Erik Es of Amsterdam is really onto something. In a world that’s growing ever more full of knickknacks and tchotchkes thanks to a multitude of different manufacturing processes and crafts—as well as 3D printing–the operator of Printed in Space has come up with a new method that yields some very classy looking designs for the home.
“Over the last two months I have developed an interesting new 3D printing technique for FDM/FFF printers,” Es told 3DPrint.com. “I call it ‘Es-Cage printing‘.”
And as happens so often with creative types, Es stumbled upon this new process while trying to perfect another one in the form of…wait for it…basket weaving. Yes, basket weaving combined with 3D printing—but that’s another conversation. While embroiled in that endeavor, he also ended up creating a new and unusual way of fabricating cage designs—and Es-Cage printing was born. Es realized that the standard FDM 3D printer can jump over empty spaces ‘much like a spider.’ This process is called bridging, and the designer points out that it works really well for small distances up to one inch—perfect for his cage prints.
Models, like that of the basic cylinder, are composed of numerous stages, bearing indentations, and each one containing and inner and outer shell which is connected by radials—part of the construction which must match up exactly, as they, according to Es, form the beams, which in a design like a basket are used to bind the stages together.
“The trick of Es-Cage printing is that each stage is modeled so that the next stage will have exactly the same radials, but “switched” inner and outer shells,” explains Es. “Basically, the printer is printing ‘zig-zags’ all the time, alternating between zig-zagging and zag-zigging to form the stages.”
Radials can also offer ‘body,’ and result in something like a wicker pattern. See more regarding that topic in his section for baskets.
“The prints come out clean, and print time is relatively low compared to normal printing,” says Es. “The amount of radials can of course vary, as can the height of the stages and the thickness of the resulting ‘wall.’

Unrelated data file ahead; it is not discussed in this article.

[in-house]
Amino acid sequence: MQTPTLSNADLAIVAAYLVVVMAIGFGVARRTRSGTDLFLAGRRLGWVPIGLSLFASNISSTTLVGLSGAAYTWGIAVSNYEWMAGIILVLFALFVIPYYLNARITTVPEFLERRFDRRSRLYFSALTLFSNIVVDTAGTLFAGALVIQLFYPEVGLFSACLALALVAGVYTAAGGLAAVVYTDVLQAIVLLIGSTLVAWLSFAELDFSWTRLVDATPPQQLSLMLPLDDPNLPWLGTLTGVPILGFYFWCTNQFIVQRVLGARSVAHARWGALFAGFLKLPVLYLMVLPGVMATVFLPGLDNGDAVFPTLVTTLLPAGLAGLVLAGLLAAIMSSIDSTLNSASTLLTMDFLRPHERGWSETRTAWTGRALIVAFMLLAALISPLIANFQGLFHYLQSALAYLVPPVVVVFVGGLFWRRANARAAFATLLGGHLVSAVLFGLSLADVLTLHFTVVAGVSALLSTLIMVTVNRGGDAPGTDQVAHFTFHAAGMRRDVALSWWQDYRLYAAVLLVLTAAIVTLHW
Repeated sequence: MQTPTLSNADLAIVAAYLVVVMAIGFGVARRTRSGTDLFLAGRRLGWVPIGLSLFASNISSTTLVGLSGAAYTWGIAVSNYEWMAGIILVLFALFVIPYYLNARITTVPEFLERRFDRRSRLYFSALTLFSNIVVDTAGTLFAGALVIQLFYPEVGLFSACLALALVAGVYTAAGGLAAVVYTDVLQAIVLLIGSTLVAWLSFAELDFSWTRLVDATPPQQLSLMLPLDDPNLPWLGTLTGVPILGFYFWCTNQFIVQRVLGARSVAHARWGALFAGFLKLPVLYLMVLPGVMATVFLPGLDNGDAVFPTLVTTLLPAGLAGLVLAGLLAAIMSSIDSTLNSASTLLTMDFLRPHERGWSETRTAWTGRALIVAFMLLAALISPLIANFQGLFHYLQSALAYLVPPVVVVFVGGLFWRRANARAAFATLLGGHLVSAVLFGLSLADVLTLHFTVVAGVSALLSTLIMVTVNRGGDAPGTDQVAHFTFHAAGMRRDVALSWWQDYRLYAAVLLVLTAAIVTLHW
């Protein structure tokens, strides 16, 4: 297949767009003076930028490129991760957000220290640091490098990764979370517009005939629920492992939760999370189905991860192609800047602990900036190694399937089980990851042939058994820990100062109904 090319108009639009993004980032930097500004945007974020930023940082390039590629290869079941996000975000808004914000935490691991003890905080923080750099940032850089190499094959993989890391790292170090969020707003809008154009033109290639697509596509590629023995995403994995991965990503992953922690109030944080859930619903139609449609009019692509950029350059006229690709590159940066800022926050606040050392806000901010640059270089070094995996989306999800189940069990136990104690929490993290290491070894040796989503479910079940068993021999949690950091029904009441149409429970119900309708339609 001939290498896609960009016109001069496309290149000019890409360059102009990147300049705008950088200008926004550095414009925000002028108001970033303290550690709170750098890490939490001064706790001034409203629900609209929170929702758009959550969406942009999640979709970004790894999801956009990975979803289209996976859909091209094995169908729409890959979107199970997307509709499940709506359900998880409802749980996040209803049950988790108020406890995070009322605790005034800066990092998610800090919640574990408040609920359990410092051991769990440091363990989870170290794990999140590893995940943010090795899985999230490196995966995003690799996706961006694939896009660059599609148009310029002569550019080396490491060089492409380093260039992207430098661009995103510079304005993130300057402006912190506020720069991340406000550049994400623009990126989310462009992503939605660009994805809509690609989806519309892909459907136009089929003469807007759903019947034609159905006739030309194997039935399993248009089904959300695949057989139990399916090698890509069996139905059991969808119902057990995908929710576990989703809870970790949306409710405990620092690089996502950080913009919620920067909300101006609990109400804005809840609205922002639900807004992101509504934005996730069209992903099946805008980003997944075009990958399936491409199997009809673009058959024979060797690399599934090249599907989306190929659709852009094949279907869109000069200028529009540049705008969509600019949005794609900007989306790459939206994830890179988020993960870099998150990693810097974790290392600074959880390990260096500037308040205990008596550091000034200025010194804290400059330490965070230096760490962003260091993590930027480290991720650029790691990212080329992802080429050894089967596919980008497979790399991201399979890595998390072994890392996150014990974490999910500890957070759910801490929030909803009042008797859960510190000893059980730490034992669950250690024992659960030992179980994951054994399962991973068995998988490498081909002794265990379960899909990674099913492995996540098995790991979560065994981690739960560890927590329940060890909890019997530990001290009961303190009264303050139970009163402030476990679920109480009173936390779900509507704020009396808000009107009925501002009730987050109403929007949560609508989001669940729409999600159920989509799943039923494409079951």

While this may all sound pretty complex, if you try to make your own (see the tutorials), you will find that indeed the structures can be printed in one piece and quite speedily, with no fill or supports. Es’ instructions are very clear, step-by-step, and offer a wonderful amount of visuals to help you along.
Although offering a rather delicate appearance, the lightweight cage designs are as strong as they are lovely–and require only one continuous print. Es states that even with his tiny prints, they are so strong he can stand on them without seeing them break or even bend.
In experimenting, he began to work on and perfect 3D printing squares, spheres, cylinders, and even shapes that are combined, which in the end allowed him to perfect a desk organizer. While he was able to merge items like the cube and the cylinder fairly easily, he was challenged in combining the cube and sphere shapes, in terms of how they intersected.
“Once a model is finished, it is quite easy to deform it,” says Es. “In the pictures you can see the first example of applying a ‘twist’ operation to the model.”
Even more complex shapes resulted in lamp shades, as the designer cut out separate tops for each one, shaping them to match each pattern. He then printed them using a spiralized technique—and if you want to figure out how to do that yourself too, you will have to wait for Es’ next tutorial—soon to be released.
For the other designs though, he has released two tutorials which offers the basics on how to make your own 3D printed Es-Cages. He explains how to print in the two main ‘flavors,’ regular and Only Follow Mesh Surface (with no bottom option).
In the tutorials, you learn how to:
- Create a cylinder using the OFMS setting in Cura – this is the easiest method and allows the center of the nozzle to exactly follow the surface of the model. There are limitations for this process however, because you can’t have a bottom/top, skirt/brim, and there are no retractions.
- Create a cylinder using the regular setting – while this is slightly more difficult, your model can be printed with a bottom—but it must be at 100% scale.
The instructions are extremely thorough, and you should have a lot of fun creating your own cages, with numerous other tutorials on the way, promises Es.
“I have found that this technique opens up a whole new world of possibilities, of which I feel I have only scratched the surface…” Es told 3DPrint.com. “I’m sure there must be many other useful, fun applications for this technique besides the ones I have found so far.”
If you are a fan of Es-Cage printing, be sure to check out some of Erik Es’ other creations, from desk organizers to jewelry, in his webshop. What do you think of these new designs? Tell us in the 3D Printed Es-Cage forum over at 3DPB.com.